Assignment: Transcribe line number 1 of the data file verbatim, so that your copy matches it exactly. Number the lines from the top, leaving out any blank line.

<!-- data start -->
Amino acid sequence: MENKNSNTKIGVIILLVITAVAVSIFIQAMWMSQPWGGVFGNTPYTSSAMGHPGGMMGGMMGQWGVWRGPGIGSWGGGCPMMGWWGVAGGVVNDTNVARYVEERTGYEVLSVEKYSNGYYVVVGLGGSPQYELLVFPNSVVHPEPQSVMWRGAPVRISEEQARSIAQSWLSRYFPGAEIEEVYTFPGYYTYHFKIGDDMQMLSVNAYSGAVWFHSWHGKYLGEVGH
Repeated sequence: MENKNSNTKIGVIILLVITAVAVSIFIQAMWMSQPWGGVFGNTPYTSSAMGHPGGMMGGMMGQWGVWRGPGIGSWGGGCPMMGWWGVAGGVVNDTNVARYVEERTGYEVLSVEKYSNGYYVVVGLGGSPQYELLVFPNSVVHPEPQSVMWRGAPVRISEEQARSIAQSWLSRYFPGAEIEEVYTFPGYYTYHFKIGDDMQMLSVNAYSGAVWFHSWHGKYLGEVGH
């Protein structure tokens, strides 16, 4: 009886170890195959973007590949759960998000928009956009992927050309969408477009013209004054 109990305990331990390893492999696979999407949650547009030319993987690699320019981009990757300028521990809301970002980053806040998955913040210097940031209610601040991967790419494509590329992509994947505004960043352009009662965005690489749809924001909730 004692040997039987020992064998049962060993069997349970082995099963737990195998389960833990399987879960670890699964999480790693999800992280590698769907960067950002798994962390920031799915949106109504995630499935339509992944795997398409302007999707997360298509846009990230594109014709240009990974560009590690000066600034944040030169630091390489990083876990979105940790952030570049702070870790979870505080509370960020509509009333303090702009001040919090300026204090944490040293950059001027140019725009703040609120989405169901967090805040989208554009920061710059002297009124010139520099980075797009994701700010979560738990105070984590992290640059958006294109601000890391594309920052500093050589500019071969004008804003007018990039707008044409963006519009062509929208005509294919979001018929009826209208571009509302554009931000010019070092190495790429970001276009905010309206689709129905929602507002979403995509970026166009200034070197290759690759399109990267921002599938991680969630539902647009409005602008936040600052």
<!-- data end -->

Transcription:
Amino acid sequence: MENKNSNTKIGVIILLVITAVAVSIFIQAMWMSQPWGGVFGNTPYTSSAMGHPGGMMGGMMGQWGVWRGPGIGSWGGGCPMMGWWGVAGGVVNDTNVARYVEERTGYEVLSVEKYSNGYYVVVGLGGSPQYELLVFPNSVVHPEPQSVMWRGAPVRISEEQARSIAQSWLSRYFPGAEIEEVYTFPGYYTYHFKIGDDMQMLSVNAYSGAVWFHSWHGKYLGEVGH